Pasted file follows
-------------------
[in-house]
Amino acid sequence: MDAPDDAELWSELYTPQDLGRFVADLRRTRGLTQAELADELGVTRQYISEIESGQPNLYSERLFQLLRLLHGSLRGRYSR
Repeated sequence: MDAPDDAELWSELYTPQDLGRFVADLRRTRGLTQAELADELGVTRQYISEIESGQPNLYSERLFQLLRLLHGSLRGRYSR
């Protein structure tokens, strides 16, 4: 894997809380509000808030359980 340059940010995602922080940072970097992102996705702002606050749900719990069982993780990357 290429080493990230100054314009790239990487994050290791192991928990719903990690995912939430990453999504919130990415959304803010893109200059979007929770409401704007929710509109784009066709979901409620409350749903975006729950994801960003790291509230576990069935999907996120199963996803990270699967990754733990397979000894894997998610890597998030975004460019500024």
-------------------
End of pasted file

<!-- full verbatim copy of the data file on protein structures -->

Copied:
[in-house]
Amino acid sequence: MDAPDDAELWSELYTPQDLGRFVADLRRTRGLTQAELADELGVTRQYISEIESGQPNLYSERLFQLLRLLHGSLRGRYSR
Repeated sequence: MDAPDDAELWSELYTPQDLGRFVADLRRTRGLTQAELADELGVTRQYISEIESGQPNLYSERLFQLLRLLHGSLRGRYSR
């Protein structure tokens, strides 16, 4: 894997809380509000808030359980 340059940010995602922080940072970097992102996705702002606050749900719990069982993780990357 290429080493990230100054314009790239990487994050290791192991928990719903990690995912939430990453999504919130990415959304803010893109200059979007929770409401704007929710509109784009066709979901409620409350749903975006729950994801960003790291509230576990069935999907996120199963996803990270699967990754733990397979000894894997998610890597998030975004460019500024």